I’ve always felt that God had made me a bit… peculiar. For a long time I struggled with accepting that. I see now that He hand-crafted me to be discontent with the status quo of the American lifestyle. The comforts and ease of our culture have a surprisingly strong appeal to me even though I always dreamed of leaving it for a life of adventure and excitement. Though I still look longingly to the day Jon and I can get on the plane and go, I never expected the fear that accompanies the thought. But I also used to not believe that I would ACTUALLY be called to the unusual. I never feared death, but I did fear working the same job for 50 years to retire and play golf and backgammon in Florida. Something in me expected and loathed the idea. Not that there’s anything wrong with that life. There isn’t. Many people live the life God has called them to doing just that and being a light in their world. It just never was meant for me, or Jon. Jim Elliot once said “God, I pray Thee, light these idle sticks of my life, that I may burn for Thee. Consume my life, my God, for it is Thine. I seek not a long life, but a full one, like You, Lord Jesus… The will of God is always a bigger thing than we bargain for… Saturate me with the oil of the Spirit that I may be aflame. But flame is often short-lived. Canst thou bear this, my soul? Short life? In me there dwells the spirit of the Great Short-Lived, whose zeal for God’s house consumed Him… ‘Make me Thy fuel, Flame of God. Oh, Lord, set my heart on fire. Ignite my spirit with Your holiness and Your passion. May my life be kindling to start fires in the hearts and minds of all I encounter.” The danger of our goals and passions is very real. I am more than ready to give my life in service of my King, and Jon is as well. And though part of me hopes my mother doesn’t read this (for her own sake rather than mine), I will not mince words over the fact that death is a real possibility to our calling. But what is a physical death when the weight of human souls is on the line? I fear far more the empty existence of disobedience and half-hearted service. To look back with the weight of reality when we stand before His throne and see moment after moment where I balked and missed the chance to glorify His name. His work and will shall be accomplished whether I am obedient or not, but I pray God never lets me forget the weight of His calling on our life. I desire to be a faithful servant who can look back and say ‘Lord you gave me one, and produced a hundred-fold in my life through obedience’. I don’t fear dying in His service, I fear living outside of it. May God protect our hearts from complacency. I believe the comforts of America produce in our souls an apathy and numbness toward the weight of eternity. We have forgotten the value of a human soul. I am more and more convinced that the wealth and leisure of America is less of a blessing, and more of an inoculation to the world. I would not dream to say that the prosperity of America cannot be God’s blessing, but it produces in us a weakness of spirit. We have no drive, no resilience, no fortitude, no passion left in our spirits. We cannot endure anything difficult or painful or hard and rarely can we imagine anything worth sacrificing for. Hebrews 12:4 says, “You have not yet resisted to bloodshed, striving against sin.” And Jesus called His followers to take up their cross, and said that there is nowhere for Him to lay His head. It seems almost unfathomable in American culture that those who sacrifice the most end up with the greatest joy. We have been indoctrinated that God’s blessing only manifests as monetary wealth and physical comfort. I fear that even though I know this is untrue it may still cause me distraction in our work for the Lord. That, I think, is my greatest fear. The fear of apathy, and complacency.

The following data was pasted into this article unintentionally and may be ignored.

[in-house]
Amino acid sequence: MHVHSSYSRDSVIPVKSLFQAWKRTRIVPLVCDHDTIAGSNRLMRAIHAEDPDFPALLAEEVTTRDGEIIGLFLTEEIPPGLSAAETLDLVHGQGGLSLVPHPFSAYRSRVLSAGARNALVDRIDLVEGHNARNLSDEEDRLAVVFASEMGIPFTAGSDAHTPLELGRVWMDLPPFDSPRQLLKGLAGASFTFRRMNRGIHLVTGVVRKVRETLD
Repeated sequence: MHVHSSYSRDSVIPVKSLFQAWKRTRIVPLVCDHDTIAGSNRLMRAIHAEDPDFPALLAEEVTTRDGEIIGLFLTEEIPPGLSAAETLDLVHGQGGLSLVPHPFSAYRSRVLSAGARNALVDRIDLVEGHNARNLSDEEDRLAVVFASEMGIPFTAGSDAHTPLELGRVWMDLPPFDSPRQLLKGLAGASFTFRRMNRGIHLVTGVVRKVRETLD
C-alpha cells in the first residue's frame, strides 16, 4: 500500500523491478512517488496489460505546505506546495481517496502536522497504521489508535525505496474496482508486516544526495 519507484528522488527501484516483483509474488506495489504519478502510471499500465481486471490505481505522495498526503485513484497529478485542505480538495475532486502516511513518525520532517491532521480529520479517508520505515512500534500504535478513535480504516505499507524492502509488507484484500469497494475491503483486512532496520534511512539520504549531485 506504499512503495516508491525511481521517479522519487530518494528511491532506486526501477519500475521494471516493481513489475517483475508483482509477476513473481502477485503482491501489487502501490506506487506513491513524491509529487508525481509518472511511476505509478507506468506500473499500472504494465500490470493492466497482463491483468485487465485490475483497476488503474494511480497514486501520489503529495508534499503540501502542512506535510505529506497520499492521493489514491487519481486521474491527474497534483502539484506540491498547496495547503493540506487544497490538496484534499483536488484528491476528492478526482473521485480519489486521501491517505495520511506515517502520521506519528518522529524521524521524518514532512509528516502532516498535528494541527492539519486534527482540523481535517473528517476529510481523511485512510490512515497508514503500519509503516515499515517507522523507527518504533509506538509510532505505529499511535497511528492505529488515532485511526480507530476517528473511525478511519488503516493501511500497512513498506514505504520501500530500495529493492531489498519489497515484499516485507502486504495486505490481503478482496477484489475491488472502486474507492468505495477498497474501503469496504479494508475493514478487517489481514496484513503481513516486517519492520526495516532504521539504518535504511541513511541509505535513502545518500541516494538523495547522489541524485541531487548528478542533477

We are looking into purchasing our plane tickets, and God has provided beyond measure. Thank Him for that.
Pray for us as we continue to raise support and begin working toward selling the house.
I have to go get a renewed passport this week, pray for no hiccups there!
ALSO! Exciting news! We are having a spirit night at Chick-fil-A of Parker on August 25, 2015 from 4-8 pm, so feel free to come out and enjoy some chicken. A portion of the proceeds will go toward helping fund us doing the Lord’s work!